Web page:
She alleged the condition in the hostels was equally bad where 40 students were asked to share food meant just for 20 and there was no scope for any arguments as they were cooped up in a small apartment.
Indumathi, one of their seniors and a second-year student, alleged that she doubled up as a nurse in the college “hospital” when any team came for an inspection.
“I used to be the nurse and another senior of mine a doctor, and others were rounded up as patients,” she said adding that the college management played one trick after another to portray an impression to the outsiders that all was well.
“It is a 6X6 room, generally used as a storeroom for waste, cleaned up a little and made to function as a medical room,” S Kumar, another second-year student, said. “At times, even outsiders are hired for as little as Rs 100 or Rs 200 per day to act as doctors, nurses and patients,” he added.
Overcharging, he said, was a fact and absence of facilities and teaching faculty is ruining the future of students.
“There is no lab. In a medical college, if there is no lab you can understand the situation,” another student piped in.
Although the college began functioning in 2008, not a single student has passed out and become a doctor, many students alleged saying most are forced to drop out somewhere along the course.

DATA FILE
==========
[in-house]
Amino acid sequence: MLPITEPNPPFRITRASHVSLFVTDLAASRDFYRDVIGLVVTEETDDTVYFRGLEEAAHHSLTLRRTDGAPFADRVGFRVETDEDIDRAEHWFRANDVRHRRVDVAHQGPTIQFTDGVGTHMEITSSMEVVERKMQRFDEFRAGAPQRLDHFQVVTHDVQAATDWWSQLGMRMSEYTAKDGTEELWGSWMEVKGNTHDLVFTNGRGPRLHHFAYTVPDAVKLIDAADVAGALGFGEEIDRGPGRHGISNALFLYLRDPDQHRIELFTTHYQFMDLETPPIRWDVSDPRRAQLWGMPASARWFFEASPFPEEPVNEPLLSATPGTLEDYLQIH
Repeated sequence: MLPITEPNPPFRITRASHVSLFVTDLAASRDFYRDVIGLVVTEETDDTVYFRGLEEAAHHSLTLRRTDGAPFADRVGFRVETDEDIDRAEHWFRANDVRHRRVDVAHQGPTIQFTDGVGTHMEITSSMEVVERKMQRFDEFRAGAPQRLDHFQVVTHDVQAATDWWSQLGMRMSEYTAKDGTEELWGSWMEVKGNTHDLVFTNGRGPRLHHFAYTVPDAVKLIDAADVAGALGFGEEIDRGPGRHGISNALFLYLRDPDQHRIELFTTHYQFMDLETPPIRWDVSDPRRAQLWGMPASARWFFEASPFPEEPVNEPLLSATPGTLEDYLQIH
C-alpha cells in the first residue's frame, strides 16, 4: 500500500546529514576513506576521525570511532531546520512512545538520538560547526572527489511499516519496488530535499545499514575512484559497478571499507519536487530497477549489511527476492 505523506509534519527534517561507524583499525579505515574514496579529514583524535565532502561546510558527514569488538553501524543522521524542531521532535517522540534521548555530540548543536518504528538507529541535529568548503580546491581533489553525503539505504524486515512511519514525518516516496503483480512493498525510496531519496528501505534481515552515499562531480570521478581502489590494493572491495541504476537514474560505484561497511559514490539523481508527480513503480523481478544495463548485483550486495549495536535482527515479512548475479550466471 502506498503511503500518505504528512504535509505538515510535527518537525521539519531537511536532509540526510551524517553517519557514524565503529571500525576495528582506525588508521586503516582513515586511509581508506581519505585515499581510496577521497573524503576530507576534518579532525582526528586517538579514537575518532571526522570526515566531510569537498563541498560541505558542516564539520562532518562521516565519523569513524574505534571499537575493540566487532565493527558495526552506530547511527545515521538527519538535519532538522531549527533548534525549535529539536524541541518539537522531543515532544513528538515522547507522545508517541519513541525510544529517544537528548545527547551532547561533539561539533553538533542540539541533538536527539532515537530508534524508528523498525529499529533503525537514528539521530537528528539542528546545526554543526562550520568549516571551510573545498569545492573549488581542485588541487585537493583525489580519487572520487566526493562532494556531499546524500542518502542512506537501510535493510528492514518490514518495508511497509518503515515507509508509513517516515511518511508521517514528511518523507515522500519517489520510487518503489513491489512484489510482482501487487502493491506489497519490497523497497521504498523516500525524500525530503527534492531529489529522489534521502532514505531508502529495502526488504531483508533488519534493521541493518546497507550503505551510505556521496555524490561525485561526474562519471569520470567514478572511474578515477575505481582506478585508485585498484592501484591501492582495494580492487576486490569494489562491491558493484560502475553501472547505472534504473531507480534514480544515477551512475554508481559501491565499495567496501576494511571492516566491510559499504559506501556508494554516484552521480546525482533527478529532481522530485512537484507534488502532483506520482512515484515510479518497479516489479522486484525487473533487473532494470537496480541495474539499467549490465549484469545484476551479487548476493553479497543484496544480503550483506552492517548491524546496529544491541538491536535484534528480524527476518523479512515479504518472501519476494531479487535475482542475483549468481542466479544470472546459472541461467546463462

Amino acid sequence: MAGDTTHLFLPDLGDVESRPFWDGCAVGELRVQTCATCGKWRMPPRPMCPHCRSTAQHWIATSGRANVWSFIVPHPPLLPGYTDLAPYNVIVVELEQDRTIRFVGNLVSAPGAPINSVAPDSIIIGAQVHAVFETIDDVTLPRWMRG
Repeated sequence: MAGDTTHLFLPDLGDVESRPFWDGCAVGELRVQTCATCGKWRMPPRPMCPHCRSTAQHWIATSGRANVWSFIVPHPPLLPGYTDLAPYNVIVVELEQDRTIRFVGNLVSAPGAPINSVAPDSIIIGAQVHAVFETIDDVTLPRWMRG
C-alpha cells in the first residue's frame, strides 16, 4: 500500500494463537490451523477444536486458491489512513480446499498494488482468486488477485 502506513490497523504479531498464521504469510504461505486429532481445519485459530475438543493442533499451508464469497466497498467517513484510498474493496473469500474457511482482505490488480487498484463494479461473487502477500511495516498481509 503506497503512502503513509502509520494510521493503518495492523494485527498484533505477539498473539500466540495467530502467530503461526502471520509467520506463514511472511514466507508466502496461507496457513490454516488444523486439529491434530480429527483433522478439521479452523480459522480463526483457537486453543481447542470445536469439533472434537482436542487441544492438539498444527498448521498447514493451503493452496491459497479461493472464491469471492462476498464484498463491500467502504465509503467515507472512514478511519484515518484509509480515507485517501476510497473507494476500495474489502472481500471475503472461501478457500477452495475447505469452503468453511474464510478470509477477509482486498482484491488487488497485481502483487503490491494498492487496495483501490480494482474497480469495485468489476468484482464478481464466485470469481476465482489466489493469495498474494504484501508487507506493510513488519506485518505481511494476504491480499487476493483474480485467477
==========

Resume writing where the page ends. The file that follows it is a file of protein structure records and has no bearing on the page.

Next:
Liaquat Ali, father of Afsan, a first year student, had paid for the management seat – more than three times the prescribed fees and rues the decision.
“We did not know anything about the college other than the fact that our child would become a doctor,” Ali said. “I have receipts for Rs 89,000. But they gave me no receipt for nearly Rs 1 lakh. There are others who have paid as much as Rs 4 lakh,” he alleged.
Damning revelations from students and indifference of the state government to act against the college despite a spate of complaints have sparked off an intense blame game among political parties.
The DMDK accused Pattali Makkal Katchi leader and chief ministerial candidate Anbumani Ramadoss for permitting the college as it was during his tenure as the Union health minister that it started functioning.
Ramadoss hit back saying it was the DMK, which then was the ruling party, for giving a clearance to the college – as the state government had issued an essentiality certificate following which the Centre processed the same.
The college has been sealed and police have registered a case of suicide and are investigating the matter. They have arrested four people, including its chairperson Vasuki Subramanian.
Brushing aside police assertions that the case was being investigated impartially and properly, the Madras high court ordered a second autopsy to be conducted on the body of Monisha, one of three students who committed suicide, after her father moved the court seeking fresh autopsy in Chennai saying did not trust the local Villupuram authorities.
Other students and their parents too debunk the suicide theory and want fair investigations into the case.